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State-specific ATV-related fatality rates: an update in the new millennium.
Helmkamp-JC; Aitken-ME; Graham-J; Campbell-CR
Public Health Rep 2012 Jul-Aug; 127(4):364-374
Objectives. We compared state-specific all-terrain vehicle (ATV) fatality rates from 2000-2007 with 1990-1999 data, grouping states according to helmet, training, and licensure requirements. Methods. We used the CDC WONDER online database to identify ATV cases from 2000-2007 and calculate rates per 100,000 population by state, gender, and age. Results. ATV deaths (n=7,231) occurred at a rate of 0.32 per 100,000 population. Males accounted for 86% of ATV-related deaths at a rate that was six times that for females (0.55 vs. 0.09 per 100,000 population, respectively); 60% of the male deaths occurred in the 15- to 44-year age group. With the exception of the two oldest age categories, rates were consistently higher in the no-helmet-law group. Both the number and rate of ATV-related deaths increased more than threefold between 1990-1999 and 2000-2007. West Virginia and Alaska continue to have the highest ATV fatality rates (1.63 and 2.67 ATV deaths per 100,000 population, respectively). Conclusions. Helmet-use requirements seem to slightly mitigate ATV-related death, but training requirements do not. For policy to be effective, it must be enforced.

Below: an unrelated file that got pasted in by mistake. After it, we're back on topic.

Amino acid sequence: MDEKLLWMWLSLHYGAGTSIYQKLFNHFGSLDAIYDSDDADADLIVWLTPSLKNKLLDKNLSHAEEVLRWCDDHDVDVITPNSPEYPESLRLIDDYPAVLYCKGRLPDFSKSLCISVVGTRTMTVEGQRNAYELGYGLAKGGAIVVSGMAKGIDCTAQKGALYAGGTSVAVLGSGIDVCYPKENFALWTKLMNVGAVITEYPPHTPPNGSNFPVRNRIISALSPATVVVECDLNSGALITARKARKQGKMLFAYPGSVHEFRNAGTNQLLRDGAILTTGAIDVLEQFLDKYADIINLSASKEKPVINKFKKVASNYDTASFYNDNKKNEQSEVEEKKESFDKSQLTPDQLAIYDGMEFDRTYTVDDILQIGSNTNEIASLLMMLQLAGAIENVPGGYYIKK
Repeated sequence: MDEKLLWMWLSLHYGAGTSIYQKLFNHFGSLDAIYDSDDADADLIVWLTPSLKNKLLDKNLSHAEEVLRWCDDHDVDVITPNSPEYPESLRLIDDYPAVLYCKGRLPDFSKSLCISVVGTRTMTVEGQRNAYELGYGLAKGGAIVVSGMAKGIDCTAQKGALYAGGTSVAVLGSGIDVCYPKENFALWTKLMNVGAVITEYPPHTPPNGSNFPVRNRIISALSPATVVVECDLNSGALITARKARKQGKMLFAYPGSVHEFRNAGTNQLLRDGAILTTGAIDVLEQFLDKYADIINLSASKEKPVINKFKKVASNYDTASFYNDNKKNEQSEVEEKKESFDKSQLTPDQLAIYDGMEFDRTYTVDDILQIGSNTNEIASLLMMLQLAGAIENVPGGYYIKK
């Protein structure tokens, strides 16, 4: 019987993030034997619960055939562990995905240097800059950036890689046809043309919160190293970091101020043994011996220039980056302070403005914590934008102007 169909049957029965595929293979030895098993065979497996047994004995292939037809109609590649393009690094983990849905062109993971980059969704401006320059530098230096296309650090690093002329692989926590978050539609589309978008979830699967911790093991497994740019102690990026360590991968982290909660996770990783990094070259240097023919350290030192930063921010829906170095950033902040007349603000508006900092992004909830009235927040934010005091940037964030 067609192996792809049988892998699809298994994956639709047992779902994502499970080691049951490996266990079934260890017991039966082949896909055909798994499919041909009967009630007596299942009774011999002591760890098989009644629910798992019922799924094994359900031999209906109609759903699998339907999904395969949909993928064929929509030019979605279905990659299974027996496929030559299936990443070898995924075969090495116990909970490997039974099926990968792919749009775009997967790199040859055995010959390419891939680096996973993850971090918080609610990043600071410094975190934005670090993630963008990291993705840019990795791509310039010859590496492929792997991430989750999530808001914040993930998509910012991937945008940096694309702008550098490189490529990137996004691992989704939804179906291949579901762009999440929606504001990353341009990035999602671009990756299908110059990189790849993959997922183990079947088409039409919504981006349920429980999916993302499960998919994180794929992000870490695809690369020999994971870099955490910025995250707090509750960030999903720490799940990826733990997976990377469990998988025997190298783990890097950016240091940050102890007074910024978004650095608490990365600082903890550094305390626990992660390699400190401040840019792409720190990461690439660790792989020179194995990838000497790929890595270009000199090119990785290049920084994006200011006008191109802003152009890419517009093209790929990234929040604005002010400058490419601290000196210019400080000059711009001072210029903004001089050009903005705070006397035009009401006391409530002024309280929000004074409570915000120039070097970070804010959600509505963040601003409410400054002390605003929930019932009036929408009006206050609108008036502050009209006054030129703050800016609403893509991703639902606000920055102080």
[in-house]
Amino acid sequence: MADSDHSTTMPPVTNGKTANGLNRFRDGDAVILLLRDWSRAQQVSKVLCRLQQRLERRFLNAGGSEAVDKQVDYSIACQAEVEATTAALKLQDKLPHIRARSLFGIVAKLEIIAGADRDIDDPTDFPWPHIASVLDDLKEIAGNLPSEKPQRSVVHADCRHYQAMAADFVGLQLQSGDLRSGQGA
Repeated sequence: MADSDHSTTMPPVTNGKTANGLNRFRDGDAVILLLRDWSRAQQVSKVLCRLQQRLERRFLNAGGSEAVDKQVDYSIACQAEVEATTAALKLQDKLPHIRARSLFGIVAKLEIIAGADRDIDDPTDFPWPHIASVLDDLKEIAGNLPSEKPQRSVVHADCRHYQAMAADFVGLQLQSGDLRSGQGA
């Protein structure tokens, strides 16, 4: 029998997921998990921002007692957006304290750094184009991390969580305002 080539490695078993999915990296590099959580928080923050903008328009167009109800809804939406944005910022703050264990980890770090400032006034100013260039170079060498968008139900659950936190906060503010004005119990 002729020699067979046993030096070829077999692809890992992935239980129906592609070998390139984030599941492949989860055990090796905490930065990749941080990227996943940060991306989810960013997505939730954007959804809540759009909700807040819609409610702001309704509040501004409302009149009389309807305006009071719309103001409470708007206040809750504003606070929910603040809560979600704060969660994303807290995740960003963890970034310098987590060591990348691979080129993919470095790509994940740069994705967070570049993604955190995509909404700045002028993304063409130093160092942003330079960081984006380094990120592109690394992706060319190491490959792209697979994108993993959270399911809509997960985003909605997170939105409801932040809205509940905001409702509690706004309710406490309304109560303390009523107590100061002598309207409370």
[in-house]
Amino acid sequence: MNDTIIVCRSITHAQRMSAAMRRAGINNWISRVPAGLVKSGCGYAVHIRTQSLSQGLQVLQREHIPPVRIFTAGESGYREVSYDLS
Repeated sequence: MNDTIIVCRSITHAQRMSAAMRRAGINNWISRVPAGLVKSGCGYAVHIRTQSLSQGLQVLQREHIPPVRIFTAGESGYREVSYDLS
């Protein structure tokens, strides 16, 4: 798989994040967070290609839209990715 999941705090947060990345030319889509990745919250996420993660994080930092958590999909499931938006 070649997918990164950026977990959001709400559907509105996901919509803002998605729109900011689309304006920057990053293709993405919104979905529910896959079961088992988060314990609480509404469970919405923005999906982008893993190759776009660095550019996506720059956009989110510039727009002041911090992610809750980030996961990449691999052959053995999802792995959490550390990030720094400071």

Motor-vehicles; Mortality-data; Mortality-rates; Regulations; Surveillance-programs; Head-protective-equipment; Training; Drivers; Men; Women; Age-groups; Law-enforcement; Safety-education; Safety-helmets; Safety-practices
James C. Helmkamp, MS, PhD, National Institute for Occupational Safety and Health, Western States Office, Denver Federal Center, PO Box 25226, Denver, CO 80225-0226
Issue of Publication
Public Health Reports
Page last reviewed: September 2, 2020
Content source: National Institute for Occupational Safety and Health Education and Information Division